“We didn’t have a big crowd a few weeks ago,” Gain says, “because the night before it was a warzone and people were quite scared to come out and march the next day.” But today is different. It’s Wednesday, midweek and early 200 people have gathered at the Manenberg circle waving placards, ready to march.
Photo: Approximately 200 protestors turned up. Numbers were thought to be higher for this march because gangs had agreed to a ceasefire for the month of Ramadan. (Shaun Swingler)
“We don’t provoke the gangsters when we march, and we don’t blame anyone, we just march. We just want to tell everyone that enough is enough,” says Gain. “We actually had gangsters marching with us once. We’d meet some of the HLs [Hard Livings] on the one corner and they’ll march with us until the other corner, then the Americans will join us at corner after that.”
Photo: The march is organised in partnership with the South African Police Service. There were a number of officers and patrol vans that joined in the march. (Shaun Swingler)
The protestors held placards with slogans that read: “Ons is gatvol”, “I want to play free” and “Forward to a drug free, gun free and gang free Manenberg”.
Photo: Two young girls hold signs reading “Stop the drug abuse” and “I want to play free”. (Shaun Swingler)
“When there’s a shooting it creates a division in the community and the division makes it difficult to make a positive change,” says Lieutenant Ian Bennett of SAPS.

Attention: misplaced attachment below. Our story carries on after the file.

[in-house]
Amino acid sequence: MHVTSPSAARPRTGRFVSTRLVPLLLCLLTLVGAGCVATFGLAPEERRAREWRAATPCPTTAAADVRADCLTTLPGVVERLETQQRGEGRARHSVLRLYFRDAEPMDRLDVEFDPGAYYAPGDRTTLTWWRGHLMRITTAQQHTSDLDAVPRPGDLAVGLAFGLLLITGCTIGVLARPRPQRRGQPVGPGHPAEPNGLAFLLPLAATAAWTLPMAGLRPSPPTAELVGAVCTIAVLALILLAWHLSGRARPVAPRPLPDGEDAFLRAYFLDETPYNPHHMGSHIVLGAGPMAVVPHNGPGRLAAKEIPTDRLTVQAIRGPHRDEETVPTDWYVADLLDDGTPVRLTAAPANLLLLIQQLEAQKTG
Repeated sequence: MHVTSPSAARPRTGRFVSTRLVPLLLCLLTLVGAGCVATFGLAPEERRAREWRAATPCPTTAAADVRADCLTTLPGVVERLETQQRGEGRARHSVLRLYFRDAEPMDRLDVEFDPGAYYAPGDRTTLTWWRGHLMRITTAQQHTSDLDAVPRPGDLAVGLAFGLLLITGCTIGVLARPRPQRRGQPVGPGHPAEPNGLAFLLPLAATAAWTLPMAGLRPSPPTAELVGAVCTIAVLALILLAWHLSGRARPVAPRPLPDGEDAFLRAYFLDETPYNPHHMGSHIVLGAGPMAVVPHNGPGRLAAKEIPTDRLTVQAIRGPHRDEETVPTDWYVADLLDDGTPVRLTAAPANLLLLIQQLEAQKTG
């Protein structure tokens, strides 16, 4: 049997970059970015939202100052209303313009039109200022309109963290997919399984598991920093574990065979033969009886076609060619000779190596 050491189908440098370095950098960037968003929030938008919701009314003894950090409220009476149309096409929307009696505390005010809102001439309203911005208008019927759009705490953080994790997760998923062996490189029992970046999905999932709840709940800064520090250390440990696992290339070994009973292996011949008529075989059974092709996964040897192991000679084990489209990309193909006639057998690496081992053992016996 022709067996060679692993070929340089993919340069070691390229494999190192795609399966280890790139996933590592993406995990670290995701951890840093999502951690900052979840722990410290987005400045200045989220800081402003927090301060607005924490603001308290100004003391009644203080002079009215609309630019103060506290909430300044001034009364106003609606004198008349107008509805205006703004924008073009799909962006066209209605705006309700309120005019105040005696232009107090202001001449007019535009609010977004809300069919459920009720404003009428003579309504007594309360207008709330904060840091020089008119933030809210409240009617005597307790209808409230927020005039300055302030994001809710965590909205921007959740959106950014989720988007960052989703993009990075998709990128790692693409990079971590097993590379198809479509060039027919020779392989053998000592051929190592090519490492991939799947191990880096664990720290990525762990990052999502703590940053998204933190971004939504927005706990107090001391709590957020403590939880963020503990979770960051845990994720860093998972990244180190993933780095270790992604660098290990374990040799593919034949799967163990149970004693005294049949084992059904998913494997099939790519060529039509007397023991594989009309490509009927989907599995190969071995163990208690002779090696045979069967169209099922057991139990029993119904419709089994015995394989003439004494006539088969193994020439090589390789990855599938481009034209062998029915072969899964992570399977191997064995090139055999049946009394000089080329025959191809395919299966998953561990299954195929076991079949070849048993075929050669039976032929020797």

“We feel it is very important to support initiatives like this because they bring the community closer together. If we bring everyone together: the Muslims, the Christians, we’re not just marching against crime, we’re helping to show the community the good parts of Manenberg too. There are some places that these marchers can’t walk through by themselves. When we’re all together we can walk all over Manenberg.”
Photo: A wall mural reads: “Help us change Manenberg for the best”. (Shaun Swingler)
“I’m very happy to be involved,” says Yvonne Madatt, a CWP worker, “because your child is my child and this march is really for the kids. We put the children in front of the march because it’s about the kids, and the gangsters have kids too and those kids will also want peace.”
According to Bennett, in the last three weeks, SAPS has arrested three teens in Manenberg between the ages of 13 and 15 for gang-related crimes, and on Tuesday night they arrested two gangsters aged 21 and 22. Seven people have been killed in gang crossfire in the past two weeks.
“Young people are used by gang leaders because they think they will get off lightly and not go to prison,” says Bennett. “The kids think this too so they join gangs more easily. We need to discourage this thinking that nothing will happen.”
“We will put offending kids in child care facilities and diversion programmes. It’s not prison but… We need to educate these kids and show them that there is more to do than sit on street corners and flash gang signs and we are doing this through various holiday programmes run in partnership with the City of Cape Town Social Development and Metro Police.”